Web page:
Arthur Prysock (born January 2nd 1929 in Spartanburg, South Carolina) had a long and varied career as a vocalist of high repute, lending his velvet baritone to jazz, blues, R&B, pop and disco, having been inspired by his musical hero Billy Eckstine.
Sometimes known as a jazz singer, sometimes known as an R&B singer, Arthur Prysock was immediately recognizable for his golden throaty baritone voice reminiscent of the great Billy Eckstein. Prysock fronted big bands throughout the 1940’s, went solo in 1952 and enjoyed great success for four decades – both on recordings and in live performance. Presented here is his classic 1978 album of R&B, pop and jazz standards “Here’s To Good Friends.” All selections newly remastered.
Primarily known as a jazz singer with a distinctive baritone, vocalist Arthur Prysock began his career in 1944 as a vocalist in Buddy Johnson’s band and sang on several of Johnson’s hits. In 1952 Prysock went solo and scored a big R&B hit with "I Didn’t Sleep a Wink Last Night.” Over the years Prysock switched easily between jazz and R&B and in the mid-1960’s was recording with the Count Basie band. In the 1970’s, Prysock had a surprise disco hit with "When Love Is New." His brother, Red Prysock, the noted tenor sax player, appeared on many of Arthur's records. Presented here is Arthur’s rare, soul / disco album “Arthur Prysock Does It Again!,” originally released in 1977. All selections newly remastered.
Features 24 bit remastering and comes with a mini-description. Austin's one and only album as leader. If you like crooners, then he can croon with best. The only album we've ever seen from vocalist Austin Cromer – a deep-voiced jazz singer with a style that's somewhere in the best space between Billy Eckstine and Arthur Prysock! Cromer's a lot more relaxed and less posturing than either of those bigger names – and he's got a great setting here, with small combo backing from a group that features Hubert Laws on flute, Chick Corea on piano, Richard Davis on bass, and Bruno Carr on drums! The set's a jazz one at heart, but has some soulful undercurrents too.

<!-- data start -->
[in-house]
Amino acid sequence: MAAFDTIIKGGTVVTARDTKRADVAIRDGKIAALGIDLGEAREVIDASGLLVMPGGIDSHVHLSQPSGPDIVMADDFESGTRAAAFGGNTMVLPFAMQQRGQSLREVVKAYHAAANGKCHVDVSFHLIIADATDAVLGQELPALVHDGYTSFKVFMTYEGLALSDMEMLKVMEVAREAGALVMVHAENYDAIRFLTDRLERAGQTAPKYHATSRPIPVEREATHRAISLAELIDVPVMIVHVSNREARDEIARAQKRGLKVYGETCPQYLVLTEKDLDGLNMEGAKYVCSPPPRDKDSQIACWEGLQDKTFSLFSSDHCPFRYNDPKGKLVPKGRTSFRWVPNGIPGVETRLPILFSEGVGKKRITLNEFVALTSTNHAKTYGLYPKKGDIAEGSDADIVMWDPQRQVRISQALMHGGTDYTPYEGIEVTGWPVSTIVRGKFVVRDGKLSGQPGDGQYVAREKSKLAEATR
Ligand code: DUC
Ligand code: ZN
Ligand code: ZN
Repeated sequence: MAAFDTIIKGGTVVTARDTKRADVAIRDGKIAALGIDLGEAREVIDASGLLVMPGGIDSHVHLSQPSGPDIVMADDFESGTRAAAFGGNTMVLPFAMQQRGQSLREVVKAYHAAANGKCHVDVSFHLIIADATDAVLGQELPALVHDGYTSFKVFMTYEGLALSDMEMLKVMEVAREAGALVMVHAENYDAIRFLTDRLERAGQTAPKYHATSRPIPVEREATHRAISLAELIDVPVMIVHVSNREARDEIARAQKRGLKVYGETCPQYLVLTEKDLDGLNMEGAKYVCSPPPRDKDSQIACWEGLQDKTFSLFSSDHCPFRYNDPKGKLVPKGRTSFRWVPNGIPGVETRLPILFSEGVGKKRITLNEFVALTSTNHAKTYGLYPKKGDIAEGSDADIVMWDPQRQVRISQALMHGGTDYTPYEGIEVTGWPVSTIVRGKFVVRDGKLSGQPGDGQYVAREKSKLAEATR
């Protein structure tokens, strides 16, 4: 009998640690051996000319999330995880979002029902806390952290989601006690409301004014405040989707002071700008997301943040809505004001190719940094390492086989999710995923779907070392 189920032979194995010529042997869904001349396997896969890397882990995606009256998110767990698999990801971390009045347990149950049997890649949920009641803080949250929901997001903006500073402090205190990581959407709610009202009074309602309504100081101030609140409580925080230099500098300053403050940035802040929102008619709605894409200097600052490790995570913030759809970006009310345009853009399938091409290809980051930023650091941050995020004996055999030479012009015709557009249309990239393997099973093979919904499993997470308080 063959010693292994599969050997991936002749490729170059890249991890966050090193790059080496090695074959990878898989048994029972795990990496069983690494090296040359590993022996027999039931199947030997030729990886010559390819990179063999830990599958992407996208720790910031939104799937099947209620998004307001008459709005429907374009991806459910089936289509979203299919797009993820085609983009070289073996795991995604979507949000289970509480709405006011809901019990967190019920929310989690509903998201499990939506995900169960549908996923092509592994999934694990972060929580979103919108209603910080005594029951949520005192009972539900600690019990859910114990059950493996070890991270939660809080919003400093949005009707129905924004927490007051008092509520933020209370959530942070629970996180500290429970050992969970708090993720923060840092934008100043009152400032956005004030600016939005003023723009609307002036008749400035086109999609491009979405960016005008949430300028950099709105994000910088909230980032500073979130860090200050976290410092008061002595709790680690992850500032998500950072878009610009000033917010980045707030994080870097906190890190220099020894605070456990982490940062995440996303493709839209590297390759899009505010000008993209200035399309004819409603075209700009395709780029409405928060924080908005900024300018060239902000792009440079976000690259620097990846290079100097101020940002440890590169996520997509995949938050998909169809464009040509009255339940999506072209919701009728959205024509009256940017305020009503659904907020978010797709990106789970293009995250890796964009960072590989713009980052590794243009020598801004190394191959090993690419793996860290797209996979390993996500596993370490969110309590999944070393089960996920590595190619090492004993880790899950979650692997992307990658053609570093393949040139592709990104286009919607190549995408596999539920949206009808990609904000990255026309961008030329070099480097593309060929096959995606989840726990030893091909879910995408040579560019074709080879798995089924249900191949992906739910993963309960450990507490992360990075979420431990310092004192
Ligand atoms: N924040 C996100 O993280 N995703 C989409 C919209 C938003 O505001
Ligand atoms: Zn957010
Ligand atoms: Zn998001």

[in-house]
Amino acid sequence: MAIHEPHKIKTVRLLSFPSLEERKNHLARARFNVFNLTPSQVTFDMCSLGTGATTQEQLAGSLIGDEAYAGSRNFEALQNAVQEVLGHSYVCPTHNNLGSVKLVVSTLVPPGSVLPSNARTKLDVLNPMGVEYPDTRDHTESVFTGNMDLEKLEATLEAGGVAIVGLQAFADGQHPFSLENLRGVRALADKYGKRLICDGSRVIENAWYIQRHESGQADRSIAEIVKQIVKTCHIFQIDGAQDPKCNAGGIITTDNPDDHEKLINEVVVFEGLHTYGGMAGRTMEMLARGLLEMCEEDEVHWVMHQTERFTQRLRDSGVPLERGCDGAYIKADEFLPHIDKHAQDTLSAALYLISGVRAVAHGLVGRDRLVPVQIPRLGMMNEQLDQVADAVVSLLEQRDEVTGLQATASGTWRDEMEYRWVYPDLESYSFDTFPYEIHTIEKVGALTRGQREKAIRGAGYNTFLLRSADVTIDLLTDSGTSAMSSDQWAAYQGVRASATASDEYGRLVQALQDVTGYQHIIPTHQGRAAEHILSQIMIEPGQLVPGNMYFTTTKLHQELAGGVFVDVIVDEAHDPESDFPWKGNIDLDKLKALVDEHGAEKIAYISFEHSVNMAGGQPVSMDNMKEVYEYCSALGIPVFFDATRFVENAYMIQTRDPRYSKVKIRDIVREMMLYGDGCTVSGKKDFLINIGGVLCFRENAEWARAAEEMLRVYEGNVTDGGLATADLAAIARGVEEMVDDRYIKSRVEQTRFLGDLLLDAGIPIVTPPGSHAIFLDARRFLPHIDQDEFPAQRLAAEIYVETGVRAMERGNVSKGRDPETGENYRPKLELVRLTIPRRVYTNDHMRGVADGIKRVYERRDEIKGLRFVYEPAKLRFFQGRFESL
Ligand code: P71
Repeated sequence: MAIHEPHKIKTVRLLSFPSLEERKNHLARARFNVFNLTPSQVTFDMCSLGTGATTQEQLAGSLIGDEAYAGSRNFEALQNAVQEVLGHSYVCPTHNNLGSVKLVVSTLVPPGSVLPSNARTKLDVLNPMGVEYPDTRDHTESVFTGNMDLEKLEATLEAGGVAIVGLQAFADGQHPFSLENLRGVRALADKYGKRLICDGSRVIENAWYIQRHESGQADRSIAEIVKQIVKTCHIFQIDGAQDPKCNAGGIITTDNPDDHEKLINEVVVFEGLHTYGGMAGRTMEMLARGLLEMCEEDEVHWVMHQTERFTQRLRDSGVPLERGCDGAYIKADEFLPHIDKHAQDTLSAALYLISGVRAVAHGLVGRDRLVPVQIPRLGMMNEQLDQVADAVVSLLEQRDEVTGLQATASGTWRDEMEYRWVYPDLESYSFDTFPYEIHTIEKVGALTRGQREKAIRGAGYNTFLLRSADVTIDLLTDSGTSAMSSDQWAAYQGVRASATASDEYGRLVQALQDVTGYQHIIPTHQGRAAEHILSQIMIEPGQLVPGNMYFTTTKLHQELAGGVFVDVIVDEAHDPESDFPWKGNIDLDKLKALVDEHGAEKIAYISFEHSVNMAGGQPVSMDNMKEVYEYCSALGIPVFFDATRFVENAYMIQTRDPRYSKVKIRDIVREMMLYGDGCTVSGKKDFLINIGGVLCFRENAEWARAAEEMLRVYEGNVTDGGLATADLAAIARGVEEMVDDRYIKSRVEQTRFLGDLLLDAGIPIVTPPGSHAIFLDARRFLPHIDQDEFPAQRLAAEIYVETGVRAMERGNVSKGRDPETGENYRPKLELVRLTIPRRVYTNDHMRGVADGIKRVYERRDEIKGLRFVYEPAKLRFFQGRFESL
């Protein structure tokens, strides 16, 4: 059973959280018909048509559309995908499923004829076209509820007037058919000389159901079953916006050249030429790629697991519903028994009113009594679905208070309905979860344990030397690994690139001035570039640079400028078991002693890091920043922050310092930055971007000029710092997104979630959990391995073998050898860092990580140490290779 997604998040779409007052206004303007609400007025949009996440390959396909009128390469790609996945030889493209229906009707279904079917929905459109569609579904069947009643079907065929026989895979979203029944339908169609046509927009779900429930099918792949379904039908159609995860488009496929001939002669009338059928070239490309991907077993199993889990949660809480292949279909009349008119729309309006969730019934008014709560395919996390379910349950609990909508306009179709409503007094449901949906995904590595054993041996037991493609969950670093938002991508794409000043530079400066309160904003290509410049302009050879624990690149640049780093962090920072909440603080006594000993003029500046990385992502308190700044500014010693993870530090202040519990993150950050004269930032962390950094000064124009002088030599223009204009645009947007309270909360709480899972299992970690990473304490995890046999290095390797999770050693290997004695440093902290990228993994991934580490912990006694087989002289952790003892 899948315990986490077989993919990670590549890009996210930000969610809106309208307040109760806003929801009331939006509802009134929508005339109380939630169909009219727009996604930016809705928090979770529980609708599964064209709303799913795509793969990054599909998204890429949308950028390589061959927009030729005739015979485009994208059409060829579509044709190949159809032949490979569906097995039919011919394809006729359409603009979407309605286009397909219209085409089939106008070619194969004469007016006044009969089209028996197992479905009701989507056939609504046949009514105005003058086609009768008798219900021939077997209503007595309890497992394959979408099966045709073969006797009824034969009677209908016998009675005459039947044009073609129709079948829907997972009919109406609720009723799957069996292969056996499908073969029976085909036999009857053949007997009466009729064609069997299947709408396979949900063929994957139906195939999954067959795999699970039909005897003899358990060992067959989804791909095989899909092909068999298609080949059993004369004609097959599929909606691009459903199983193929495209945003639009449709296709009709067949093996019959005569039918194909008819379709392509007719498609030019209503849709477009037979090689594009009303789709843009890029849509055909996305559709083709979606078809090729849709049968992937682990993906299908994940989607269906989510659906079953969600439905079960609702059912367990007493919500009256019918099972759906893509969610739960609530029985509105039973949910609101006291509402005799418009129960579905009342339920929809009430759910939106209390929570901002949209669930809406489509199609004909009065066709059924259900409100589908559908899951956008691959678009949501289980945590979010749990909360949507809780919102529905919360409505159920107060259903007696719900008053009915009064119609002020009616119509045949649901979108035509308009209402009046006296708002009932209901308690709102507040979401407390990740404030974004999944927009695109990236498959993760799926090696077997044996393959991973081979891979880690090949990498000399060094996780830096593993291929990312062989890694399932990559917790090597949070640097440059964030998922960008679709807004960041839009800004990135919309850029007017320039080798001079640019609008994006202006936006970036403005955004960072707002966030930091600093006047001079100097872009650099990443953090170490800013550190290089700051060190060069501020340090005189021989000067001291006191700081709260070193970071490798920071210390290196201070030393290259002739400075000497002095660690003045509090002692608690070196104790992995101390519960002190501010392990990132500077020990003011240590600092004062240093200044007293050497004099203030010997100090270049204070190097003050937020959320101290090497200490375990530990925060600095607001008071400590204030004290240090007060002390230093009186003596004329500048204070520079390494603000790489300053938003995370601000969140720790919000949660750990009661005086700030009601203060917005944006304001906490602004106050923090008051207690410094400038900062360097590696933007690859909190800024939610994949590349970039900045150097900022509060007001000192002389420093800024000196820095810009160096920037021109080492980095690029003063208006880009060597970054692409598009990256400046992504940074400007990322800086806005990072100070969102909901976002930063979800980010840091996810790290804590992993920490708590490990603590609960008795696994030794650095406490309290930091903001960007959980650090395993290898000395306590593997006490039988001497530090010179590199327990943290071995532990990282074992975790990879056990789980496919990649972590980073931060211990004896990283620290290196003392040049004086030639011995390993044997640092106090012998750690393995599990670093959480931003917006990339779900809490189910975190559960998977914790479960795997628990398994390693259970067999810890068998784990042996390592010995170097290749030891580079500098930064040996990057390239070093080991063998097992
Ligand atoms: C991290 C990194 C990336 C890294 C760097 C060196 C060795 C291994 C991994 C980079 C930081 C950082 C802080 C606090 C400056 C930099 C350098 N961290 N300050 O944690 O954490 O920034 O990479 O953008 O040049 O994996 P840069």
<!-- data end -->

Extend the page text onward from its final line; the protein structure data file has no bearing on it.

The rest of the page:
From gospel and early R&B to soul and jazz to blues and straight-up pop, Lou Rawls was a consummate master of African-American vocal music whose versatility helped him adapt to the changing musical times over and over again while always remaining unmistakably himself. Blessed with a four-octave vocal range, Rawls' smooth, classy elegance – sort of a cross between Sam Cooke and Nat King Cole – permeated nearly everything he sang, yet the fire of his early gospel days was never too far from the surface…
Since winning a talent contest at the Apollo Theater in 1949 Salena Jones has recorded and released over 40 albums. As with every album Salena records she pours her heart and soul into each recording making every one a memorable experience. Ballad With Luv is the same and does not disappoint the listener. Containing 10 of her favorite interpretations of such well know songs including I Can See Clearly Now, Bridge Over Troubled Water and You Light Up My Life this record is a pleasure to listen to. Mastered by First Impression Music using JVC's impressive K2HD format it creates an unbelievable sound surpassing other formats.